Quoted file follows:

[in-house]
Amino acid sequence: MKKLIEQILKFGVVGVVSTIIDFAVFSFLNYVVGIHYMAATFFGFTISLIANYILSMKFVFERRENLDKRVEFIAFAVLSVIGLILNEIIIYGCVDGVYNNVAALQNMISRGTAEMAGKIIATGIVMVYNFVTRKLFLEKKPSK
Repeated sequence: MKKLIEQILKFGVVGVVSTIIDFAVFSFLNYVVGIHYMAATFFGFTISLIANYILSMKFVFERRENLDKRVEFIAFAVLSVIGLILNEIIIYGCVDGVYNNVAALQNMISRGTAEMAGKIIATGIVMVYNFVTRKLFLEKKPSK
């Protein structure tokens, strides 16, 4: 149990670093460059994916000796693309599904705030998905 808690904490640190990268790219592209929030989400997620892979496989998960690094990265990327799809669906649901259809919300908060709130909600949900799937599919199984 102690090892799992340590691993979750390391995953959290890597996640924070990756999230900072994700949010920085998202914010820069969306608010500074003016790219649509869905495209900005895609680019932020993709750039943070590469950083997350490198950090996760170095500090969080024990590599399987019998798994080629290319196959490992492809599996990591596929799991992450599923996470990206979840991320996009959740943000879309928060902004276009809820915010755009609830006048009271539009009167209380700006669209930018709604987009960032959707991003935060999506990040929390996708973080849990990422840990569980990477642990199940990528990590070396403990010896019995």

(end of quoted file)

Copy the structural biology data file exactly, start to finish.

[in-house]
Amino acid sequence: MKKLIEQILKFGVVGVVSTIIDFAVFSFLNYVVGIHYMAATFFGFTISLIANYILSMKFVFERRENLDKRVEFIAFAVLSVIGLILNEIIIYGCVDGVYNNVAALQNMISRGTAEMAGKIIATGIVMVYNFVTRKLFLEKKPSK
Repeated sequence: MKKLIEQILKFGVVGVVSTIIDFAVFSFLNYVVGIHYMAATFFGFTISLIANYILSMKFVFERRENLDKRVEFIAFAVLSVIGLILNEIIIYGCVDGVYNNVAALQNMISRGTAEMAGKIIATGIVMVYNFVTRKLFLEKKPSK
């Protein structure tokens, strides 16, 4: 149990670093460059994916000796693309599904705030998905 808690904490640190990268790219592209929030989400997620892979496989998960690094990265990327799809669906649901259809919300908060709130909600949900799937599919199984 102690090892799992340590691993979750390391995953959290890597996640924070990756999230900072994700949010920085998202914010820069969306608010500074003016790219649509869905495209900005895609680019932020993709750039943070590469950083997350490198950090996760170095500090969080024990590599399987019998798994080629290319196959490992492809599996990591596929799991992450599923996470990206979840991320996009959740943000879309928060902004276009809820915010755009609830006048009271539009009167209380700006669209930018709604987009960032959707991003935060999506990040929390996708973080849990990422840990569980990477642990199940990528990590070396403990010896019995």